Government employees earn roughly 17 percent more in total compensation than private-sector workers in similar jobs, according to a report from the Congressional Budget Office.
Including both wages and benefits, the budget office compared the total compensation of similar workers who work for the federal government and those working in the private sector.
Workers who have a high school diploma or did not graduate at all earn 53 percent more in the federal government than they do in the private sector. Those individuals with a bachelor’s degree earn a total compensation that is 21 percent higher in the federal government than in the private sector.
The federal government, however, does not compensate workers with professional or doctorate degrees more. In fact, the budget office finds that the federal government pays these workers 18 percent less on average than private-sector employees with similar characteristics.
"For workers with a bachelor's degree or less, the cost of total compensation averaged about $60 per hour worked for federal employees, compared with about $46 per hour worked for employees in the private sector with certain similar observable characteristics," the budget office said.
"Overall, total compensation was about 17 percent higher, on average, for federal workers than for similar private-sector workers, indicating that the government spent about 17 percent more on total compensation than it would have if it provided its employees compensation equal to that of their private-sector counterparts," they said.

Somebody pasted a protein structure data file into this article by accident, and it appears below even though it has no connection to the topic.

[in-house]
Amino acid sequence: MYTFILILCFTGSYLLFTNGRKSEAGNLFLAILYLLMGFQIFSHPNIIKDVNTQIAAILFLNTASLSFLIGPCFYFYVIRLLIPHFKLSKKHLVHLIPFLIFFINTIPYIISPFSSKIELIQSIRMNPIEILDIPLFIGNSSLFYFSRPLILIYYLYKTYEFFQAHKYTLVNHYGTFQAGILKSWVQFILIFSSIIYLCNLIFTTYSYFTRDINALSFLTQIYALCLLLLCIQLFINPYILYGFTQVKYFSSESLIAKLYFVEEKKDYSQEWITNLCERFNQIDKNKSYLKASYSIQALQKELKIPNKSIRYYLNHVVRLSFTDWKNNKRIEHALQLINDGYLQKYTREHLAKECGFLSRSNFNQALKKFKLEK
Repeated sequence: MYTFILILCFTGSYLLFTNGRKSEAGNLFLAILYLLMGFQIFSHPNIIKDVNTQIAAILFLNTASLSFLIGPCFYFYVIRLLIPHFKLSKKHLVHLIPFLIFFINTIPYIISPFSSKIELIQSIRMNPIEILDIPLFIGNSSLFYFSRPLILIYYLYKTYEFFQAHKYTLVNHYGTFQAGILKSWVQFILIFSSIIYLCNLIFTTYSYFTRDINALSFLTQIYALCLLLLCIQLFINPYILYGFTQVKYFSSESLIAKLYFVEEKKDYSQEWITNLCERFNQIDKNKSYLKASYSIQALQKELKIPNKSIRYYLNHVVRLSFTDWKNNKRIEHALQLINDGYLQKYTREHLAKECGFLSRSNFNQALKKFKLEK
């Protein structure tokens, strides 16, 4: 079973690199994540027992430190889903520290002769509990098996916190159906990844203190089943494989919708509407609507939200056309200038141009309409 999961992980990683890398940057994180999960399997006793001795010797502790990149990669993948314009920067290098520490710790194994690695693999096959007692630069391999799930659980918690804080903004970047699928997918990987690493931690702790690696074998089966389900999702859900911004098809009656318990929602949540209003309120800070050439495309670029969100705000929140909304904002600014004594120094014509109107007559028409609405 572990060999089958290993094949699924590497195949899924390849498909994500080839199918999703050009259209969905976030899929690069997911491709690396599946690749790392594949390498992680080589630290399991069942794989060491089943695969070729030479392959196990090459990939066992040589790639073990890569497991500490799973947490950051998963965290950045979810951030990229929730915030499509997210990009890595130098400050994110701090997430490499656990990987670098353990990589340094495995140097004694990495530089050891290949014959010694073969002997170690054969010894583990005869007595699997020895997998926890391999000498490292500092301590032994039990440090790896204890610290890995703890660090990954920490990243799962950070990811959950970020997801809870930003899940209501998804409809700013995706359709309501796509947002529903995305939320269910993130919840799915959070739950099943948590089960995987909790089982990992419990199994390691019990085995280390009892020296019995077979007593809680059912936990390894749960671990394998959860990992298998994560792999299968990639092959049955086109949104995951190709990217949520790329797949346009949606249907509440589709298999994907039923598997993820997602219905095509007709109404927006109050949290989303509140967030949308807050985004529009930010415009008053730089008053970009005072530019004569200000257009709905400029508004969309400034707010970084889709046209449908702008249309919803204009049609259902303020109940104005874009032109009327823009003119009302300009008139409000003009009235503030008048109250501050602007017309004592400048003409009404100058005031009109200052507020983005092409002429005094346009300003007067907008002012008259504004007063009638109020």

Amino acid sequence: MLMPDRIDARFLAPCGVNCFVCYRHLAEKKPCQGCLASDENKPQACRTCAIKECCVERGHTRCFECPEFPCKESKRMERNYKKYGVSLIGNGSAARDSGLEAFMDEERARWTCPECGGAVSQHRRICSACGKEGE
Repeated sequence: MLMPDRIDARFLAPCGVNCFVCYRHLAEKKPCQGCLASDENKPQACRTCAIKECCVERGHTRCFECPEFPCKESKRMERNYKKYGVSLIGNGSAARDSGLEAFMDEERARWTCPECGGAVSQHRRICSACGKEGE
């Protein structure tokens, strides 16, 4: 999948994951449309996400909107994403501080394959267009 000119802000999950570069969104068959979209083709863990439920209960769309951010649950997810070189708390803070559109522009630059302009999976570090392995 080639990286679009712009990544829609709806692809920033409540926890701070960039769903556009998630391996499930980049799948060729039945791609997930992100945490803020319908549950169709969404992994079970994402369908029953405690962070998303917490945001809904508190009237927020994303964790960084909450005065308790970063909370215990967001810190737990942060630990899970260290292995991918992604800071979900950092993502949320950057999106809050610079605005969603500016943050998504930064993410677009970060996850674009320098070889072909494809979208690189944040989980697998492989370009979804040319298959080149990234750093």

Total compensation includes both wages and benefits. While both were higher for those in the federal government, benefits increased at a greater rate for federal workers than wages did.
For example, workers with a high school diploma saw 34 percent higher wages than private-sector workers and 93 percent higher benefits than those in the private sector. Similarly, workers with a bachelor’s degree saw 5 percent higher wages in the federal government and 52 percent more benefits than those in the private sector.
However, federal employees with higher education received 24 percent less wages and 3 percent lower benefits than their private-sector counterparts.
The report notes that the government could have saved money if it spent more on higher-educated workers, instead of spending higher wages on the lower-educated workers.
"The federal government would have reduced its spending on wages by 3 percent if it had decreased the pay of its less educated employees and increased the pay of its more educated employees to match the wages of their private-sector counterparts," the report said.
The trend to pay federal employees more than their private-sector counterparts has increased over time. From 2005 through 2010, workers earning a high school diploma or less received 36 percent more in the federal government than in the private sector. From 2011 to 2015, that percentage increased to 53 percent.
Those with a bachelor's degree in the federal government earned 15 percent more than in the private sector from 2005 through 2010, but jumped to 21 percent from 2011 to 2015.